Meanwhile, in Arizona, the other big state making its primary decision on Tuesday . . .
According to a CNN/Time/ORC International poll released Tuesday, 36% of people likely to vote in Arizona’s February 28th GOP presidential primary say they’re backing Romney as their party’s nominee, with 32% supporting Santorum. The former Massachusetts governor’s four point margin over the former senator from Pennsylvania is within the survey’s sampling error, meaning they are basically tied for the top spot.
The poll indicates that 18% are backing former House Speaker Newt Gingrich, with 6% supporting Rep. Ron Paul of Texas and 6% unsure.
Remember, Arizona is a winner-take-all contest for 29 delegates.
Meanwhile, Michigan’s rules are . . . well, so complicated as to be nonsensical:
Michigan Republicans will award 2 delegates to the candidate receiving the most votes in each CD and awarding the remaining delegates by the statewide vote with a 15% threshold. That would mean 28 delegates would be bound by the CD vote (2 in each of the 14 CDs) and 2 delegates would be proportionally bound according by the statewide vote with a 15% threshold.
Two delegates! Two! Winning statewide, the current obsession of all the polls and analysis, wins a maximum of two extra delegates!
A candidate must receive 15% of the statewide vote to be eligible to receive National Convention delegates. From those candidates meeting this threshold, proportionally bind the national convention delegates according to the statewide vote. Round factions to the nearest whole number (below 0.5 are rounded down, 0.5 and above are rounded up). If the end result is less than 2 delegates, allocate 1 additional delegate to the candidate receiving the most votes statewide. If the end result is more than 2 delegates, subtract 1 delegate from the candidate receiving the fewest votes statewide.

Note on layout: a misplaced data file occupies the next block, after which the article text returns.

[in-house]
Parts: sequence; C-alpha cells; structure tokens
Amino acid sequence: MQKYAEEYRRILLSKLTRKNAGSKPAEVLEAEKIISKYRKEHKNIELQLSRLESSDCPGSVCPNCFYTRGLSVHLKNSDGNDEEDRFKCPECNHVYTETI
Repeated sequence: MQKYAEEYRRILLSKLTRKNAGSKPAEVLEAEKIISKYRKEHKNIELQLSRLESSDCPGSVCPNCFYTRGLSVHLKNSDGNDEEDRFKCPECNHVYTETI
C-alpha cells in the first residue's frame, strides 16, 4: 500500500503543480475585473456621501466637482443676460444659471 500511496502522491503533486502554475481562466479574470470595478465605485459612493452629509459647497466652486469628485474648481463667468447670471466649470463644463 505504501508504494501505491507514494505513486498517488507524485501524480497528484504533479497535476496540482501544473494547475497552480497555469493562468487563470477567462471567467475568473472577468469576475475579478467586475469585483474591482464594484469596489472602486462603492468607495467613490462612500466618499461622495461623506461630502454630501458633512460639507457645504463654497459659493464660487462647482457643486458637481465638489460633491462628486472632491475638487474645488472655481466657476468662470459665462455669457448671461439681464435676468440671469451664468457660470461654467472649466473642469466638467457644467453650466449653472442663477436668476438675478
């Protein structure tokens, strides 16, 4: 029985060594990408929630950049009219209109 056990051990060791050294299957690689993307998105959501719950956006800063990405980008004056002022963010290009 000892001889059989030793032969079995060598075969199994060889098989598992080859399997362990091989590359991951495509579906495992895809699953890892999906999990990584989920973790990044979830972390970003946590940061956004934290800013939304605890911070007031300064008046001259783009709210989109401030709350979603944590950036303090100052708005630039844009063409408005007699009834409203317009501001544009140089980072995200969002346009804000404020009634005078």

Now, take a look at Wikipedia’s map of the 2008 Republican presidential primary results in the state, where Romney won the dark red and McCain won the light red:
The results that year: Romney 38.9 percent, McCain 29.6 percent, Huckabee 16 percent.
The current numbers in the RealClearPolitics average: Santorum 33.8 percent, Romney 33 percent, Paul 11.4 percent, Gingrich 9.2 percent.
In other words, it’s quite possible that Romney will win about half the state’s congressional districts, and Santorum will win the other half. That would mean Romney and Santorum would win 10 to 18 delegates each (perhaps even splitting them, 14–14) and the statewide winner getting those extra two.
While winning Michigan may be decisive to the perception of momentum in the race, the first-place finisher is likely to get only a handful of delegates more than the second-place winner.